Tulloch: Yes. It is the main driver of growth and has been for the last few years. Some estimates have it as high as 20 or 30% of the whole economy.
Stahl: But they’re not just building housing. They’re building cities.
Tulloch: Yes. That’s right.
Stahl: Giant cities being built with people not coming to live here?
Tulloch: Yes. I think they’re building somewhere between 12 and 24 new cities every single year.
Unlike our market-driven economy, in China it’s the government that has spent some $2 trillion to get the cities built as a way of keeping the economy growing.
The assumption is “If you build it, they will come.”
But no one’s coming.
And then there’s what the New York Times called “China’s Brutal One Child Policy” written about by Ma Jian in his novel The Dark Road. According to Jian, since 1971, China has conducted 336 million abortions and 222 million sterilizations. “These figures are easy to quote," he wrote, "but they fail to convey the magnitude of the horror faced by rural Chinese women” under that policy. He concluded:
The atrocities committed in the name of the one-child policy over the last three decades, rank among the worst crimes against humanity of the last century. The stains it has left on China may never be erased.
One of those stains has been a fertility rate in China that has for years remained substantially under the replacement level. In developed countries the fertility rate must be at least 2.1 children born per woman. Less than that and the population begins an inexorable decline. Since at least January 2000, China’s fertility rate has been below that number and is currently at 1.66. Simply put, China’s one-child policy is slowly depopulating the country.
Economist Mark Perry reviewed the IMF report, ran some numbers, and concluded, “There’s really nothing that the US has to feel sorry about. We’re still almost 75 years ahead of China when we consider economic output per person.” With China’s population more than four times that of the United States, the average output per Chinese citizen is about where it was in the United States back in 1940.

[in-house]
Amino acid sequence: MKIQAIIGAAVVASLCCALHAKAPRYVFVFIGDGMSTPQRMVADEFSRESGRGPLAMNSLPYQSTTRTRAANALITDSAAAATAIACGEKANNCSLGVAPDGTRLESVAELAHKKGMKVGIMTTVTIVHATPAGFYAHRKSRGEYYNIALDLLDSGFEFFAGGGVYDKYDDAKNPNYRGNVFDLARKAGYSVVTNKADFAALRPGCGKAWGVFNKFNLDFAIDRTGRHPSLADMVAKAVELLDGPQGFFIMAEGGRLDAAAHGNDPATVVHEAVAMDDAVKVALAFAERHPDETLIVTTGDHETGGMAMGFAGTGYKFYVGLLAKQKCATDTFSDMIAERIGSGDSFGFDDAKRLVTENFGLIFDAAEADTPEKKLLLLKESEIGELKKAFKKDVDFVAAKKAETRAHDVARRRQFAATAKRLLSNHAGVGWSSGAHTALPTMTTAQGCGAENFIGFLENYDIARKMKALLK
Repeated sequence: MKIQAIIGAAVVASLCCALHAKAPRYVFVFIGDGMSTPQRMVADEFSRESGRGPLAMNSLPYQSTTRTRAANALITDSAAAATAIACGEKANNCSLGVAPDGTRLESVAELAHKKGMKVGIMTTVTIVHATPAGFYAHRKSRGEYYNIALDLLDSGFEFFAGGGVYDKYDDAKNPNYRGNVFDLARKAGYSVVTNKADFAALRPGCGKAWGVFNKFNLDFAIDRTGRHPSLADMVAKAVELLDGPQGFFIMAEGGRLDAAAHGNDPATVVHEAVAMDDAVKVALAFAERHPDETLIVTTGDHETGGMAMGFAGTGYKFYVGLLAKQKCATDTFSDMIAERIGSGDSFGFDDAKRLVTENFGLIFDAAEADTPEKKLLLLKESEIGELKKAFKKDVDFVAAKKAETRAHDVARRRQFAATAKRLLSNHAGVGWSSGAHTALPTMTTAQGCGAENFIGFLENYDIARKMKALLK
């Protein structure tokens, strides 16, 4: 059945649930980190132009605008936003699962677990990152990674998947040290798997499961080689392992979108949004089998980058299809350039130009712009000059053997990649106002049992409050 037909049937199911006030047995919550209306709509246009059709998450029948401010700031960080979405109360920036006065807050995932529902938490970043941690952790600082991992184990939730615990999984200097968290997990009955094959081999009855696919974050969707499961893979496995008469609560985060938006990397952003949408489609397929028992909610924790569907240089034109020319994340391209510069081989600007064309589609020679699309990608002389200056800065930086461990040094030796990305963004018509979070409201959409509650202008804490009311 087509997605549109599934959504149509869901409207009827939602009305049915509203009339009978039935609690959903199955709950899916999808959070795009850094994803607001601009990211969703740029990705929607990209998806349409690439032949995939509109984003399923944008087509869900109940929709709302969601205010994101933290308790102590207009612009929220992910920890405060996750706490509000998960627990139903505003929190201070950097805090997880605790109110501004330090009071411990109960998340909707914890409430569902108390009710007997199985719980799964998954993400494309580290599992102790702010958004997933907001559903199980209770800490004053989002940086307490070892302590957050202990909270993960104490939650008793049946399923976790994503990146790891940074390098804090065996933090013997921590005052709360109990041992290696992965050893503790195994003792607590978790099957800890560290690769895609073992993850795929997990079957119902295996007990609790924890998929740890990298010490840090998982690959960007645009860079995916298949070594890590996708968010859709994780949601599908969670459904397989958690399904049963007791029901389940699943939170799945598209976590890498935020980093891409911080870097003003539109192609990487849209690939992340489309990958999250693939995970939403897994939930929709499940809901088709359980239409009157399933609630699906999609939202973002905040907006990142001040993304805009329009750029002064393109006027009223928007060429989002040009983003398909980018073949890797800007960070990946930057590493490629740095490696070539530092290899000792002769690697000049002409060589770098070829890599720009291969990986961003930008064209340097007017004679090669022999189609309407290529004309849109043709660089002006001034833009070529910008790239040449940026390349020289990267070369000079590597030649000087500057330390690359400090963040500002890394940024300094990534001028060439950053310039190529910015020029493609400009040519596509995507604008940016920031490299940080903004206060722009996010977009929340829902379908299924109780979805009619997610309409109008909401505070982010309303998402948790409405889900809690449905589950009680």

Perry also noted that even if China grows as the IMF estimates that it will, it will take another 10 years for its per capita GDP to reach the level that the United States hit in 1965. And it would take another 20 years after that for per capita GDP in China to reach where it is in the United States today.
It is helpful to remember that the United States is not only the world’s largest producer of oil and natural gas, but also the largest manufacturer on the planet, generating 1/5 of the total global output. Of the world’s 500 largest companies, 132 of them are headquartered in the United States — twice that of any other country.
There are many lessons to be learned in the IMF report. First, not every number is to be believed. Second, not all numbers were considered. Third, China’s one-child policy is killing off its population and sending it into what may be terminal decline. Fourth, the U.S. economy is beginning, albeit slowly, to recover from the Great Recession, so just when China’s economy is beginning to slow, that in the United States is accelerating.
Another important lesson is just how remarkable the free market is when it is left unfettered and free to flourish. In the space of less than 36 years, China’s relatively free market has turned a stagnant, inward looking country into a major economic powerhouse. It can only be hoped that those policies will be continued and expanded, and that self-destructive policies and overweening regulation by China’s Communist Party that are now threatening that growth will be reversed.
So remarkable has been China’s astounding emergence from a backward country over the last three decades or so that it might cause sufficient numbers of politicians and elected officials to consider unleashing the same free market here.
A graduate of Cornell University and a former investment advisor, Bob is a regular contributor to The New American magazine and blogs frequently at www.LightFromTheRight.com, primarily on economics and politics.